This week, May 19 to be exact, marks the 80th anniversary of the death of T. E. Lawrence — generally known as Lawrence of Arabia — who played a crucial role as a British officer in defeating the Ottoman Empire in the heartland of the Islamic world. While widely recognized as a champion of Arab nationalism, Lawrence also embraced political Zionism.
Put simply, he was both an Arabophile and a Zionist. The popular vision of Lawrence — including in David Lean’s breathtaking, Oscar-winning 1962 film Lawrence of Arabia — has airbrushed from history his contributions to the formation of the Jewish state.
As early as 1909, Lawrence wrote about a then-undefined Palestine: “The sooner the Jews farm it the better: their colonies are bright spots in a desert.” His advocacy in this vein would extend to the post-WWI conferences that carved out nation-states in the Middle East. Lawrence served as the mediator between Hashemite Prince Faisal, who would later become the king of Iraq, and Chaim Weizmann, later the first president of Israel. Lawrence’s goal, he said, was to secure “the lines of Arab and Zionist policy converging in the not distant future.”
In a scarcely noted 1920 article titled “The Changing East,” Lawrence wrote of the Jewish biblical connection to Israel. For Lawrence, “the Jewish experiment” to create a homeland was “a conscious effort, on the part of the least European people in Europe, to make head against the drift of the ages, and return once more to the Orient from which they came.”
Sir Martin Gilbert, the late peerless British historian and biographer of Sir Winston Churchill, wrote the most compelling essay on Lawrence’s “little known romance with Zionism.”
Lawrence debunked the most obviously dishonest of anti-Israel myths, which circulate widely in Europe, the Arab world, and Iran — namely, that the Jews lacked a presence in a pre-Christian and pre-Islam Palestine.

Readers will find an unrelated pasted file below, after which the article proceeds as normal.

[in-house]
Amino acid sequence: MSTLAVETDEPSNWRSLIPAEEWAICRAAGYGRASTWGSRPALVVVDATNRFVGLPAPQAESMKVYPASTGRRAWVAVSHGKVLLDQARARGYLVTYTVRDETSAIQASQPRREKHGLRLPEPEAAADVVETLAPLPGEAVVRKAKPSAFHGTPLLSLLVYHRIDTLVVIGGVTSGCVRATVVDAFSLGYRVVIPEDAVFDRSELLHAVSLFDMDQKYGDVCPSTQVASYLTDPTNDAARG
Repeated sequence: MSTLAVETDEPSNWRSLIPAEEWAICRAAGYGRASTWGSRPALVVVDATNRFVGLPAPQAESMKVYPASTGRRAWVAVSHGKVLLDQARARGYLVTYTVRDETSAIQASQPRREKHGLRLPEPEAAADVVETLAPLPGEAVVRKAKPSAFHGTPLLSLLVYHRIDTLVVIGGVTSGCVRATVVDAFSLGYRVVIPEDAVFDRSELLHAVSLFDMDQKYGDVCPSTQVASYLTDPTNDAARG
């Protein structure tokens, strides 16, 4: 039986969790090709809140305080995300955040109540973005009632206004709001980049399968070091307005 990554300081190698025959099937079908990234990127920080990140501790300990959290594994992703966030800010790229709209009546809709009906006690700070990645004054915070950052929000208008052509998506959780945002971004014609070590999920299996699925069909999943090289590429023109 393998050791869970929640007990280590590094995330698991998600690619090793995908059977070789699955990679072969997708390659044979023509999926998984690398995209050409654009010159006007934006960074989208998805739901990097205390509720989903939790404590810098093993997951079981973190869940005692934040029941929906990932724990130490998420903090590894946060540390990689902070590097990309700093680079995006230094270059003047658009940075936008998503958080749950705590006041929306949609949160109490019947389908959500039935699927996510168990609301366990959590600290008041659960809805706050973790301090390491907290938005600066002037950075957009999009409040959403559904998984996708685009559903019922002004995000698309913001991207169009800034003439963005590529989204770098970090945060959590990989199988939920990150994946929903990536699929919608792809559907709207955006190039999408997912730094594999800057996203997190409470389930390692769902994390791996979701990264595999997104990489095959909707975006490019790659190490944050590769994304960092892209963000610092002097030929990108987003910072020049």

While he recognized in his writings the continuous presence of Jews in pre-Zionist-movement Palestine, Lawrence noted, “The colonists will take back with them to the land which they occupied for some centuries before the Christian era samples of all the knowledge and technique of Europe. They propose to settle down amongst the existing Arabic-speaking population of the country, a people of kindred origin, but far different social condition. They hope to adjust their modes of life to the climate of Palestine, and by the exercise of their skill and capital to make it as highly organized as a European state.”
Lawrence’s biggest success was his advocacy of Zionism, leading to the eventual creation of the state of Israel.
Lawrence’s vision would become a reality. Israel rapidly became the freest and most advanced capitalist economy in the Middle East.
Lawrence loathed radical, dogmatic Islam. As the Islamic State has just seized control of the ancient Syrian city of Palmyra — and is set to destroy its Roman archeological ruins — it’s worth remembering that Lawrence wrote in his autobiography of this location, “nothing in the scorching, desolate land could look so refreshing.”
For all his efforts to unify a fragmented Arab Middle East, his biggest success was his advocacy of Zionism, leading to the eventual creation of the state of Israel.
— Benjamin Weinthal is a fellow at the Foundation for Defense of Democracies. Follow him on Twitter @BenWeinthal.